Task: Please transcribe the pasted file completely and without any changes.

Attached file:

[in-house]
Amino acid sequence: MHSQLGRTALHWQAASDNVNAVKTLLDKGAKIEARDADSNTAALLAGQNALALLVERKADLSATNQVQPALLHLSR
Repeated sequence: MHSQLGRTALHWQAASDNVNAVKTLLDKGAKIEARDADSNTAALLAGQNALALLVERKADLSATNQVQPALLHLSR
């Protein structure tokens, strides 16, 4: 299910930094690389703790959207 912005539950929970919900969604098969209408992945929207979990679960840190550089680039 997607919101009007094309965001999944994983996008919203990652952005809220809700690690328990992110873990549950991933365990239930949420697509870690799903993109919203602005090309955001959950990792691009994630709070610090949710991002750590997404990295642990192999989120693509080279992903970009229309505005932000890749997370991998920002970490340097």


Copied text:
[in-house]
Amino acid sequence: MHSQLGRTALHWQAASDNVNAVKTLLDKGAKIEARDADSNTAALLAGQNALALLVERKADLSATNQVQPALLHLSR
Repeated sequence: MHSQLGRTALHWQAASDNVNAVKTLLDKGAKIEARDADSNTAALLAGQNALALLVERKADLSATNQVQPALLHLSR
């Protein structure tokens, strides 16, 4: 299910930094690389703790959207 912005539950929970919900969604098969209408992945929207979990679960840190550089680039 997607919101009007094309965001999944994983996008919203990652952005809220809700690690328990992110873990549950991933365990239930949420697509870690799903993109919203602005090309955001959950990792691009994630709070610090949710991002750590997404990295642990192999989120693509080279992903970009229309505005932000890749997370991998920002970490340097």